The Nature of Anthropomorphic Mental Images Created by Low and High Spatial Ability Students for Different Astronomical and Microscopic Scientific Topics

Research output: Contribution to journalArticle

Abstract

The main purpose of the current study is to investigate the anthropomorphic images created by low and high
spatial learners for different scientific topics. The sample included 79 ninth- and tenth-grade female students in the
Sultanate of Oman. Two instruments were used: the Learners' Anthropomorphic Mental Images (LAMI) instrument, to
determine the average number of anthropomorphic images created by participants, and the Water-Level Task (WLT)
instrument, to classify participants as either high or low spatial ability learners. The results indicate that the generation
of anthropomorphic images seems to be topic-dependent: more anthropomorphic mental images were produced for the
“water transformations” topic than for the “cell division” and “journey into space” topics. In addition, dynamic
interactions triggered more anthropomorphic images than static entities, and low spatial students produced more
anthropomorphic mental images than high spatial students. These results are supported by previous research indicating
that low spatial ability learners tend to add more details to their mental images when they visualize scientific entities and
phenomena than high spatial learners. The generation of these unrealistic details during visualization might hinder
conceptualization. To address this epistemological deficiency, the study recommends that techniques that enhance spatial
ability should be used with low spatial ability learners to help them focus on the spatial arrangements of the phenomenon
under study and eliminate unnecessary details.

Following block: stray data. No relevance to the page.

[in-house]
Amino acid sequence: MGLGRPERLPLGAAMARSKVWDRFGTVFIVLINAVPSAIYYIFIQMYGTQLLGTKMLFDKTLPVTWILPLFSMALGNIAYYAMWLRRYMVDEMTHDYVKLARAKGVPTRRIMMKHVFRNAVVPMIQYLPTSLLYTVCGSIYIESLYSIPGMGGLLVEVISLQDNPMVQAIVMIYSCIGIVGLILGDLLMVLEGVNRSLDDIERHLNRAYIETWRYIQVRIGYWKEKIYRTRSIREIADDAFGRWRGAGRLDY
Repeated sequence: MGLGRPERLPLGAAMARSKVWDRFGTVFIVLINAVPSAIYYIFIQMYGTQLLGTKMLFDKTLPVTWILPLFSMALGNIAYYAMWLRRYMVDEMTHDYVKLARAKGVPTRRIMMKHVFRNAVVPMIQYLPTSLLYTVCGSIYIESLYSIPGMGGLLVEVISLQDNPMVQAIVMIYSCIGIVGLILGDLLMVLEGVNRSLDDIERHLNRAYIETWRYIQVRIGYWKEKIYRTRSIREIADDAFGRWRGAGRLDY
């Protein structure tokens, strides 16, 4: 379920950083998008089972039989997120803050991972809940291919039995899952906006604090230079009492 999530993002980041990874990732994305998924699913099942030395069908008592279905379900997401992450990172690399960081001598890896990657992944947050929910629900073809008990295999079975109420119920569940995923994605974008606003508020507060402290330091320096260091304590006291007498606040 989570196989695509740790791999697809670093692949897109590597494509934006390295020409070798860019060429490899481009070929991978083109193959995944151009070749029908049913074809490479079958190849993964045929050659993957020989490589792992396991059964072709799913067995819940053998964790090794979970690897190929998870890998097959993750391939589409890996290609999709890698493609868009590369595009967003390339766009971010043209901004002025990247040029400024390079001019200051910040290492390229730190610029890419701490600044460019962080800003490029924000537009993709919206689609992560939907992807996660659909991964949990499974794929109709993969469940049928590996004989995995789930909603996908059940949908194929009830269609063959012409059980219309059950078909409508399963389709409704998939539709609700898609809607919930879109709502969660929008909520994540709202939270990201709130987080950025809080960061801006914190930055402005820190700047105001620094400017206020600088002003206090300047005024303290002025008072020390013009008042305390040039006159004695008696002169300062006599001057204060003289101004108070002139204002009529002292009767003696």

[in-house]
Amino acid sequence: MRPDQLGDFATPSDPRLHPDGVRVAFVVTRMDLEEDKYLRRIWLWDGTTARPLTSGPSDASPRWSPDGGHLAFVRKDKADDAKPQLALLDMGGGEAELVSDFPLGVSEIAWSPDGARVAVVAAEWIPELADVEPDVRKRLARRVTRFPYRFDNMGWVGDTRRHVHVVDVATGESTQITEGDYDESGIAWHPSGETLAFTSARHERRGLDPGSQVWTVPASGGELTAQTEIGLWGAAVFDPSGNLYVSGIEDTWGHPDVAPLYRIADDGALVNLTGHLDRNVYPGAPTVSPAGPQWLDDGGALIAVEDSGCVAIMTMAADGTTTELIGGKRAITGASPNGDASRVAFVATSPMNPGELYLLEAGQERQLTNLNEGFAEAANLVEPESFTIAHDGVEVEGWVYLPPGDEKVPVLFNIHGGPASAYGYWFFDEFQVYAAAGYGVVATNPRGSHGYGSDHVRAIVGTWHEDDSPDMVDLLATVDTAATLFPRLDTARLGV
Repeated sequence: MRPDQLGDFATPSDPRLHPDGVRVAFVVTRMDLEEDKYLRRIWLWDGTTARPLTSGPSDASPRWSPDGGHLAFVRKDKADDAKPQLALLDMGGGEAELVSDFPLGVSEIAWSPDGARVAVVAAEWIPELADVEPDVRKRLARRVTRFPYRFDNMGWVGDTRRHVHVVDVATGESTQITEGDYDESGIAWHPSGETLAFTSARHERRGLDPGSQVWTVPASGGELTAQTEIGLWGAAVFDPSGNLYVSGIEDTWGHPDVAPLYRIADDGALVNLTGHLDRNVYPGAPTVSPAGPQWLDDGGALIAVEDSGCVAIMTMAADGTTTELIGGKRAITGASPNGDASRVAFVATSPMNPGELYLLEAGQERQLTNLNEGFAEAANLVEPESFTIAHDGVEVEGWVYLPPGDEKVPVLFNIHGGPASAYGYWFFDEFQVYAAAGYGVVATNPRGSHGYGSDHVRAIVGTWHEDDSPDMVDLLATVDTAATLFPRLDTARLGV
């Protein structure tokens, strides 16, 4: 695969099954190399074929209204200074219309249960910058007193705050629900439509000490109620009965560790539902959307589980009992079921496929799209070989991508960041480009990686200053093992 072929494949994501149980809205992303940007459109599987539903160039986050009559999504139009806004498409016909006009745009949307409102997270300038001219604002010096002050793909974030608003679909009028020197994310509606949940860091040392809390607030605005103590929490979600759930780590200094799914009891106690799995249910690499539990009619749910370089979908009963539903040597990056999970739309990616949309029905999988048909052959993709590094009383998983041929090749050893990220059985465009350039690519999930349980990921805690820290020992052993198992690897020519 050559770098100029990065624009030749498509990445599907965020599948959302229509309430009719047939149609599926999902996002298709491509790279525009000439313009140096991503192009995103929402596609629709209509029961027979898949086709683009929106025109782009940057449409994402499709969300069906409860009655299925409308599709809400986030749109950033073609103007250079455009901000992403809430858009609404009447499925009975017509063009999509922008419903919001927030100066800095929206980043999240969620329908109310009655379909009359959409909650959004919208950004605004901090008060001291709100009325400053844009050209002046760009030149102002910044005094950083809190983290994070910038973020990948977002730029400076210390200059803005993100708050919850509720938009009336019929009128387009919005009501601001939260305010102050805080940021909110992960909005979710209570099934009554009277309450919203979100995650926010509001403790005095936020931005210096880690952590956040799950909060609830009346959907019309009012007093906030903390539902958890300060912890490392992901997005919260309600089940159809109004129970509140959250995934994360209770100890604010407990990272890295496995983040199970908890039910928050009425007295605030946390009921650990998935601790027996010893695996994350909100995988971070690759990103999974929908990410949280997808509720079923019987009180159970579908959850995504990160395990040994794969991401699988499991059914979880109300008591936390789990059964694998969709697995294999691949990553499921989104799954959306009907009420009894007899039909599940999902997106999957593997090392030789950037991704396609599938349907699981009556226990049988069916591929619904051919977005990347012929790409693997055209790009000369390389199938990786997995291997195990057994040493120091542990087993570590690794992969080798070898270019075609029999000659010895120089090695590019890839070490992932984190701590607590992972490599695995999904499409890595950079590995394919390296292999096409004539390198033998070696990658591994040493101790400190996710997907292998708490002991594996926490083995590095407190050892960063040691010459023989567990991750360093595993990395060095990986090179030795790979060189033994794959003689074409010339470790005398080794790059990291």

Original languageEnglish
Pages (from-to)51-63
Number of pages14
JournalThe International Journal of Science in Society
DOIs
Publication statusPublished - 2013

Cite this

@article{28cd5778f85a476b9dd8995c4c654307,
title = "The Nature of Anthropomorphic Mental Images Created by Low and High Spatial Ability Students for Different Astronomical and Microscopic Scientific Topics",
abstract = "The main purpose of the current study is to investigate the anthropomorphic images created by low and highspatial learners for different scientific topics. The sample included 79 ninth- and tenth-grade female students in theSultanate of Oman. Two instruments were used: the Learners' Anthropomorphic Mental Images (LAMI) instrument, todetermine the average number of anthropomorphic images created by participants, and the Water-Level Task (WLT)instrument, to classify participants as either high or low spatial ability learners. The results indicate that the generationof anthropomorphic images seems to be topic-dependent: more anthropomorphic mental images were produced for the“water transformations” topic than for the “cell division” and “journey into space” topics. In addition, dynamicinteractions triggered more anthropomorphic images than static entities, and low spatial students produced moreanthropomorphic mental images than high spatial students. These results are supported by previous research indicatingthat low spatial ability learners tend to add more details to their mental images when they visualize scientific entities andphenomena than high spatial learners. The generation of these unrealistic details during visualization might hinderconceptualization. To address this epistemological deficiency, the study recommends that techniques that enhance spatialability should be used with low spatial ability learners to help them focus on the spatial arrangements of the phenomenonunder study and eliminate unnecessary details.",